Keng M.K.,Hematology and Medical Oncology |
Wenzell C.M.,Cleveland Clinic |
Sekeres M.A.,Cleveland Clinic
Clinical Advances in Hematology and Oncology | Year: 2013
In the United States, drugs and medical devices are regulated by the US Food and Drug Administration (FDA). A drug must undergo rigorous testing prior to marketing to and medical use by the general public. The FDA grants marketing approval for drug products based on a comprehensive review of safety and efficacy data. This review article explains the history behind the establishment of the FDA and examines the historical legislation and approval processes for drugs, specifically in the fields of medical oncology and hematology. The agents imatinib (Gleevec, Novartis) and decitabine (Dacogen, Eisai) are used to illustrate both the current FDA regulatory process-specifically the orphan drug designation and accelerated approval process-and why decitabine failed to gain an indication for acute myeloid leukemia. The purpose and construct of the Oncologic Drugs Advisory Committee are also discussed, along with examples of 2 renal cell cancer drugs-axitinib (Inlyta, Pfizer) and tivozanib-that used progression-free survival as an endpoint. Regulatory approval of oncology drugs is the cornerstone of the development of new treatment agents and modalities, which lead to improvements in the standard of cancer care. The future landscape of drug development and regulatory approval will be influenced by the new breakthrough therapy designation, and choice of drug will be guided by genomic insights.
A multicenter phase II study of docetaxel, oxaliplatin, and bevacizumab in first-line therapy for unresectable locally advanced or metastatic non-squamous cell histology non-small-cell lung cancer (NSCLC)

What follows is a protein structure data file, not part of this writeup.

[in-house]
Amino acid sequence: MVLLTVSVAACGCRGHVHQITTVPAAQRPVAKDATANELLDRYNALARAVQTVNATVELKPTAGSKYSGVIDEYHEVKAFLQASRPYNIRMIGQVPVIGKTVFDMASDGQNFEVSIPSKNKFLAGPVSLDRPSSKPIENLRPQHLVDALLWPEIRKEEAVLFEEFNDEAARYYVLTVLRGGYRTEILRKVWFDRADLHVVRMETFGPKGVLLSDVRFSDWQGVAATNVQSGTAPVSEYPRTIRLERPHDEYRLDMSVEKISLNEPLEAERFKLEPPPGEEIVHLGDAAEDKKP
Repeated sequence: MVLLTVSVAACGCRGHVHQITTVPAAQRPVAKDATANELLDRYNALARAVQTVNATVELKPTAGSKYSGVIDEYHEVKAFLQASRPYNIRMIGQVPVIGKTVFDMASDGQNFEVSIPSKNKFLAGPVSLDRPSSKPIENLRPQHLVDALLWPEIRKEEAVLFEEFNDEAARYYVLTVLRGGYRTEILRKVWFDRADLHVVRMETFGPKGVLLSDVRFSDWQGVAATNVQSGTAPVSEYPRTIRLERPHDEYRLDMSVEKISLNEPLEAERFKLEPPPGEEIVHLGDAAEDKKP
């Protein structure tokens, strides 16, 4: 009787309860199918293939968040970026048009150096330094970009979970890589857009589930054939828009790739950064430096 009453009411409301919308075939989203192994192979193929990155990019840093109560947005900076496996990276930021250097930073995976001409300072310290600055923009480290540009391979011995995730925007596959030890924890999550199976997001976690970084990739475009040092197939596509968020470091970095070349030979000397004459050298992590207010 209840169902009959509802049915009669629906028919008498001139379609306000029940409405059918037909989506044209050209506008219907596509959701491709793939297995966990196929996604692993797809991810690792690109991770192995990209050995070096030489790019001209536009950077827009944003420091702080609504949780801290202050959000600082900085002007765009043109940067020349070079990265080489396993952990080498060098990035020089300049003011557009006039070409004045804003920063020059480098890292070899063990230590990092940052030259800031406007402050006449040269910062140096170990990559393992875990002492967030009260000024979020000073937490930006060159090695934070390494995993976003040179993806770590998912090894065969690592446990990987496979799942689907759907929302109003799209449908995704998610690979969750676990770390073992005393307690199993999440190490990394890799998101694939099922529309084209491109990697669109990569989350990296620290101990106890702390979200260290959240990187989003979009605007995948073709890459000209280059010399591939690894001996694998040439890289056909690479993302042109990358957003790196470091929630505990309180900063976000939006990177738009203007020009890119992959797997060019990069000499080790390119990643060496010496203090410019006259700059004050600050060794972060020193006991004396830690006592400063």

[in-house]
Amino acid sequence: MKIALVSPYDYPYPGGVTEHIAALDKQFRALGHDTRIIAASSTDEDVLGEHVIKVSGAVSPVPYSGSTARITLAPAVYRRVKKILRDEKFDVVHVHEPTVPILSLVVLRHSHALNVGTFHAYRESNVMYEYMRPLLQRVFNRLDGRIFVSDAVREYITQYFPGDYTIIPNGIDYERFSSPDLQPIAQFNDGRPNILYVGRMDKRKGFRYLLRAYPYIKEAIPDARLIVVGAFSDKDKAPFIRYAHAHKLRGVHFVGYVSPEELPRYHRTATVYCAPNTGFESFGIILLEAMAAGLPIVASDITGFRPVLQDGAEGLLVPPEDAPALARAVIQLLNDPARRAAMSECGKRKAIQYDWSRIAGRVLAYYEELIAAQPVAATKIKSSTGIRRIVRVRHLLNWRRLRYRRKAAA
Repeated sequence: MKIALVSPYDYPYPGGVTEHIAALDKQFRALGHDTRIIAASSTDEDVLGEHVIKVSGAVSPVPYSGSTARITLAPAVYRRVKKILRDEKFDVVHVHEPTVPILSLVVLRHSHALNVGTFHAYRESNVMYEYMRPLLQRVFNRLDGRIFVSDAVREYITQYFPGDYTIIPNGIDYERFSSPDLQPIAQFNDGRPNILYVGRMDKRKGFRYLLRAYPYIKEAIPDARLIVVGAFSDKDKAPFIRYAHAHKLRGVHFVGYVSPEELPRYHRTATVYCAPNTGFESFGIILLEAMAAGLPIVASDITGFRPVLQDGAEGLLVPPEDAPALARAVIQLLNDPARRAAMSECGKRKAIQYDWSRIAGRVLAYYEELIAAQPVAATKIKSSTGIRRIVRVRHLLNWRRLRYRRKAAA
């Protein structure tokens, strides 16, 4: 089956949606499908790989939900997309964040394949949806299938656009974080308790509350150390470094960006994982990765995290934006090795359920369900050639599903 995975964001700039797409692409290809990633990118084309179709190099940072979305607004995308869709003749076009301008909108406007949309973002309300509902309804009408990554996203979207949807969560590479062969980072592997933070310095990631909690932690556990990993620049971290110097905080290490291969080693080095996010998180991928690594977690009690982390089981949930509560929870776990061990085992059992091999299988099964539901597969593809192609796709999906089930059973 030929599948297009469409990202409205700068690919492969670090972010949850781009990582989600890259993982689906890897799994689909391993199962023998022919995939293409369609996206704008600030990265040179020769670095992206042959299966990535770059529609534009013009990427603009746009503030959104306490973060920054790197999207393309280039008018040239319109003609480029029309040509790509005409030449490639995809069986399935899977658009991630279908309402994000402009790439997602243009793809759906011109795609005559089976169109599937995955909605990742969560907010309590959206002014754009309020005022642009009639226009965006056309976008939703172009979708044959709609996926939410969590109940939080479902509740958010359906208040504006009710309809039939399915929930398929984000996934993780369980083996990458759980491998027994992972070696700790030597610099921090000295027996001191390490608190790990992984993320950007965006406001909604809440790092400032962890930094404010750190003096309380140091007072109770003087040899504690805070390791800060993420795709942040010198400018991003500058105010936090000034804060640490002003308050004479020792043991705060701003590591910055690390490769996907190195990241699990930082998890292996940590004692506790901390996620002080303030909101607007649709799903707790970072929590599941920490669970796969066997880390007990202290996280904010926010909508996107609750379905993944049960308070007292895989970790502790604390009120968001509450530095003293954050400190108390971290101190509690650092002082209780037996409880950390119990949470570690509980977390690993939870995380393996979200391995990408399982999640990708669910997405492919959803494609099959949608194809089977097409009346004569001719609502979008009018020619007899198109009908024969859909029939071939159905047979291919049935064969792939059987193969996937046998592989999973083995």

Raez L.E.,Memorial Cancer Institute |
Santos E.S.,Lynn Cancer Institute |
Webb R.T.,Genesis Centre |
Wade J.,Decatur Memorial Hospital |
And 4 more authors.
Cancer Chemotherapy and Pharmacology | Year: 2013
Introduction: Platinum-based doublets are standard of care for advanced non-small-cell lung cancer (NSCLC). The combination of docetaxel and oxaliplatin has shown acceptable toxicity and encouraging activity. This phase II study aimed to determine the safety and efficacy of this doublet with bevacizumab as first-line treatment for stage IIIB/IV NSCLC. Methods: Newly diagnosed patients ≥18 years with histologically proven non-squamous NSCLC and Eastern Cooperative Oncology Group performance status (ECOG PS) ≤2 received six 21-day cycles of docetaxel, oxaliplatin, and bevacizumab followed by single-agent bevacizumab for a total of 1 year. Primary efficacy end point was radiographically documented progression-free survival (PFS); secondary end points included objective response rate (ORR), overall survival (OS), time to treatment failure, and safety. Results: Fifty-three patients were enrolled. Median age was 62.0 years, 71.7 % male, 79.2 % Caucasian. A total of 88.7 % had stage IV or recurrent disease; 94.3 % adenocarcinoma; and 94.3 % ECOG PS 0 or 1. Efficacy results are as follows: median PFS 5.6 months, ORR 30.2 % (complete response 1.9 %, partial response 28.3 %); 37.7 % stable disease; and OS 14.0 months. At least one adverse event (AE) was reported in all patients (n = 52); 98.1 % of AEs were treatment related. The most common treatment-emergent grade ≥3 AEs were neutropenia (15.4 %), diarrhea (13.5 %), and fatigue (11.5 %). A serious AE was present in 32.7 %; the most common were pneumonia (7.7 %) and abdominal pain (5.8 %). Dehydration, diarrhea, febrile neutropenia, sepsis, and supraventricular tachycardia each occurred in 3.8 %. Conclusions: The addition of bevacizumab to docetaxel/oxaliplatin is effective with an acceptable safety profile in patients with chemotherapy-naïve advanced NSCLC. © 2013 Springer-Verlag Berlin Heidelberg.
Lim S.M.,CHA Medical University |
Lim S.M.,Yonsei University |
Kim E.Y.,Yonsei University |
Kim H.R.,Yonsei University |
And 7 more authors.
Oncotarget | Year: 2016